It's never an easy thing, to pick an "ultimate winner" of any awards show. The 2016 GRAMMYs were full of dynamic performances from a slew of musicians new and legendary, a three-hour fiesta of tributes and talent. Did you even see Lady Gaga's ode to David Bowie?
But there was one all-star, one man who not only delighted with his skill, but educated with his message, and who effected millions despite losing out on the top prize. And that man is Kendrick Lamar.
Lamar was nominated for 11 GRAMMYs this year, and won five of those, including the first of the night, Best Music Video for his "Bad Blood" collaboration with (eventual Album of the Year recipient) Taylor Swift. He also took home the entire rap category: Best Rap Performance, Best Rap/Sung Collaboration, Best Rap Song and Best Rap Album. The latter is especially noteworthy—Lamar lost the category two years ago following the release of his fantastic good kid, m.A.A.d city to Macklemore & Ryan Lewis. It seemed like he finally received what he so clearly deserved.
And then the highlight of the entire GRAMMYs telecast, of course, was his performance. Lamar entered the stage in a prison uniform, handcuffs around his wrists, and launched into "The Blacker the Berry"; a careful eye would notice he was wearing black eye makeup, a powerful symbol of abuse and the failings of the prison industrial complex, one directly reflective of the racist world we still reside in. He incorporated the single "Alright," an optimistic and necessary exhalation in such an intense set. The performance was so moving, it inspired Adele to end her sensitive set with a shout-out to the rapper.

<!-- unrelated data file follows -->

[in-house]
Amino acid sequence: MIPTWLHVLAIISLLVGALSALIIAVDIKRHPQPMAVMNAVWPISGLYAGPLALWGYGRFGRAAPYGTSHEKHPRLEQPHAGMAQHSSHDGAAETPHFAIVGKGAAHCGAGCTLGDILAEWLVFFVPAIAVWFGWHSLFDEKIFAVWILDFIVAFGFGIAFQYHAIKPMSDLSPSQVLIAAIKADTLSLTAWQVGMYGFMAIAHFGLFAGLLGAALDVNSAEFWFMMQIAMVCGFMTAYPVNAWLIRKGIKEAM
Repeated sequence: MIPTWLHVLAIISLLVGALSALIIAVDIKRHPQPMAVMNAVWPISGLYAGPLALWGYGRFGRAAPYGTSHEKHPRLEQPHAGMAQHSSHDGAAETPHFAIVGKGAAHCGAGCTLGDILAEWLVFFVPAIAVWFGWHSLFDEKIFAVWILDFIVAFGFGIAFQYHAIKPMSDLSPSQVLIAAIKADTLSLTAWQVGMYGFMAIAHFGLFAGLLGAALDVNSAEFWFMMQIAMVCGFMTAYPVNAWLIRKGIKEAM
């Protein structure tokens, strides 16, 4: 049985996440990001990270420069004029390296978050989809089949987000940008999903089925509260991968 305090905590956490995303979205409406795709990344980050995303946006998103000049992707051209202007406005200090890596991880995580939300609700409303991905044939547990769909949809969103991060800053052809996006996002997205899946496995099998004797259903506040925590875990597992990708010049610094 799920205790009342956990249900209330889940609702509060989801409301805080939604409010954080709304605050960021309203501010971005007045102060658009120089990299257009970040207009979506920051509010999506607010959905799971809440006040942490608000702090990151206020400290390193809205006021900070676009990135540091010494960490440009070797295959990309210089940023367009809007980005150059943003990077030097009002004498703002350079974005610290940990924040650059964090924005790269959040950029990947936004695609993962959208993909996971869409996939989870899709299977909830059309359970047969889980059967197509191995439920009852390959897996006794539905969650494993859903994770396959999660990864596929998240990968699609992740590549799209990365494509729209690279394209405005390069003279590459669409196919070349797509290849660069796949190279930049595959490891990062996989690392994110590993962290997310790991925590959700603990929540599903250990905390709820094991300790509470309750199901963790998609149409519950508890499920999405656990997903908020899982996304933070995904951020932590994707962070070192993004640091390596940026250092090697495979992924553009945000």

Kendrick's performance is only a few hours old, but is already being heralded as a "statement" set, one that accomplished what music at its most important and influential can accomplish—it was meaningful; it resonated; it made people think. While many of the performers on Monday night sought to give it their all, Kendrick sought to give it a people's all.
Standing as a silhouette under an illuminated outline of the country of Africa while the word "Compton" shone above him will remain as powerful an image as Beyoncé's flag of feminism at the 2014 Video Music Awards. It was more than an awards show booking; it was a call for revolution. It didn't matter who won Album of the Year after that. No matter what, Kendrick and his supporters were going to be alright.